Apr 18, 2012, 2:40 PM EDT
If your biggest problem is how to fit a six-time All-Star who gives you 18 and 8 a night back into the lineup, you should be feeling pretty good about yourself.
But this is the New York Knicks, a team with a rabid fan base and a small margin for error, so even something like brining back Amare Stoudemire to the lineup is seen as a challenge. And potential disaster.
The Knicks are on a hot streak entering the playoffs — including a win over the Celtics Tuesday — and in the next few days they will get Stoudemire back. Likely by Friday. So far, Stoudemire and Carmelo Anthony — two guys who like the offense to work through them at times and who like some of the same spots on the floor — have not blended well. John Schuhmann has the numbers at NBA.com, but since last year’s trade the Knicks have been four points per 100 possessions better when Anthony is on the floor without Stoudemire than they have been together. And the defense has been better with just ‘Melo, too.
With coach Mike Woodson admitting that ‘Melo has found a comfort level in the offense right now, and with the Knicks winning, how do you fit Stoudemire in and get him touches without throwing off the rhythm that has been built? Yes, the Knicks went 6-1 with Stoudemire and Melo together when Woodson took over, but this team now is different.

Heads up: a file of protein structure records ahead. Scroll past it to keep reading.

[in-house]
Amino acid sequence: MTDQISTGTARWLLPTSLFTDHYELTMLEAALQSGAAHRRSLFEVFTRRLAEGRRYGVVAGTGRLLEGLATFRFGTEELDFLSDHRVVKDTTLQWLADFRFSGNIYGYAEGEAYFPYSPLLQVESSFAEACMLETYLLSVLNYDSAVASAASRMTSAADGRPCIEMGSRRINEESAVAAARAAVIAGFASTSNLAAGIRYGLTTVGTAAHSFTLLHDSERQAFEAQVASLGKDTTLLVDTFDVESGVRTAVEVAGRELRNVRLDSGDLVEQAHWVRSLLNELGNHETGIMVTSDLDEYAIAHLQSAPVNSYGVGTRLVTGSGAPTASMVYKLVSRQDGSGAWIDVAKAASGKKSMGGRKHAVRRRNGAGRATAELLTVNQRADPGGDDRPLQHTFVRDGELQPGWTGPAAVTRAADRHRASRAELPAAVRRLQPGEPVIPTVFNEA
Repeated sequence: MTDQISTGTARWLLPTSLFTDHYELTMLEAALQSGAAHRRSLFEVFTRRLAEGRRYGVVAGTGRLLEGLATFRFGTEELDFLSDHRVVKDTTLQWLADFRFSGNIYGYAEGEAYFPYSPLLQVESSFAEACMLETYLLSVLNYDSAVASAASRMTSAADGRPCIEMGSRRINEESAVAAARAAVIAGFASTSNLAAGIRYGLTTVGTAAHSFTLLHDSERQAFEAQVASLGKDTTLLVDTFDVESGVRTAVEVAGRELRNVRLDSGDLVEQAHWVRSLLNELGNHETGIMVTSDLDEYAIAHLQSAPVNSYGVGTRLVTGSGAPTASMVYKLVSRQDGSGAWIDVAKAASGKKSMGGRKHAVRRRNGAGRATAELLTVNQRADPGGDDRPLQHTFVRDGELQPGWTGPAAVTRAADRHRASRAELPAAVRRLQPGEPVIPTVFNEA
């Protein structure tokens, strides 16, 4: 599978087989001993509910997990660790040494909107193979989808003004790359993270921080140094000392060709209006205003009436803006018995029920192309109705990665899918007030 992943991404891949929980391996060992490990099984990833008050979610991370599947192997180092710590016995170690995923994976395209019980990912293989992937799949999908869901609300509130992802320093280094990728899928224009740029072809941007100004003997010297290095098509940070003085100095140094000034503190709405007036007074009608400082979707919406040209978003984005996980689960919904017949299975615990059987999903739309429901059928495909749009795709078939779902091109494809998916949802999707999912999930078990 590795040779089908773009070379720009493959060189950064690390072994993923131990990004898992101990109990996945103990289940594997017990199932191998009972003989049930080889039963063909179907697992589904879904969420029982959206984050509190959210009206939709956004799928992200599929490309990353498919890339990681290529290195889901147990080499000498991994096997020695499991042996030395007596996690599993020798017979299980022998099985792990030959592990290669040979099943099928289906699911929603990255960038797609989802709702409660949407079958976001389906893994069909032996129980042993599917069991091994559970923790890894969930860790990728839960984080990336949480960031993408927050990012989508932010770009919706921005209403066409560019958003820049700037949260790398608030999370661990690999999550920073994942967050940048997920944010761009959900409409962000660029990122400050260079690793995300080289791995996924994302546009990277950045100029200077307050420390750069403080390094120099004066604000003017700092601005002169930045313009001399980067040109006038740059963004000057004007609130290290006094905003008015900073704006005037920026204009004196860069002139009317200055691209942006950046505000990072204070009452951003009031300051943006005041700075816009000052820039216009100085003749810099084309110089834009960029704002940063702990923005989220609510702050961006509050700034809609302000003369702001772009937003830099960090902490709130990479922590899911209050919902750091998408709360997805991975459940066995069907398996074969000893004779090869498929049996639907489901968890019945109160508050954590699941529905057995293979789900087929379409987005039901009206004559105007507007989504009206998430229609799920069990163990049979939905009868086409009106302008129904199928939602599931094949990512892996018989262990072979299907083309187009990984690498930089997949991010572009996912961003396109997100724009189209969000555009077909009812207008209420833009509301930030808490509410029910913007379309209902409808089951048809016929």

The obvious answer is to keep one of them on the floor at all times and try to stagger their minutes — they are going to have to play together at some points, particularly crunch time, but you can have one on without the other for long stretches.
Which has led CBSSports.com’s Ken Berger and others to suggest bringing Stoudemire off the bench.
He should take a page from the book of Doc Rivers, who had the clout and cojones to leave Avery Bradley in the starting lineup over Ray Allen once the aforementioned future Hall of Famer returned from an ankle injury. How did Rivers do it?
“He just sat me down and said, ‘You’re coming off the bench,'” Allen said.
Woodson has said Stoudemire “absolutely” is starting. As Berger notes, it’s easy for Rivers — with a multi-year deal and the backing of management — to tell a star to come off the bench, it’s tougher for the interim Woodson. At the end of the season he will be the Knicks fallback as coach, owner James Dolan will be reaching for the stars first.
If the Knicks had even a few weeks to work out the kinks with their star combo, this might not be as big a deal. But they are going to have three games or so, then they are going to likely get the Miami Heat in a best of seven series. The only way the Knicks stand a chance is if they are firing on all cylinders and are knocking down shots like they did against Boston.
Mike Woodson, welcome to coaching the Knicks. Never a dull moment, even when your All-Star returns.
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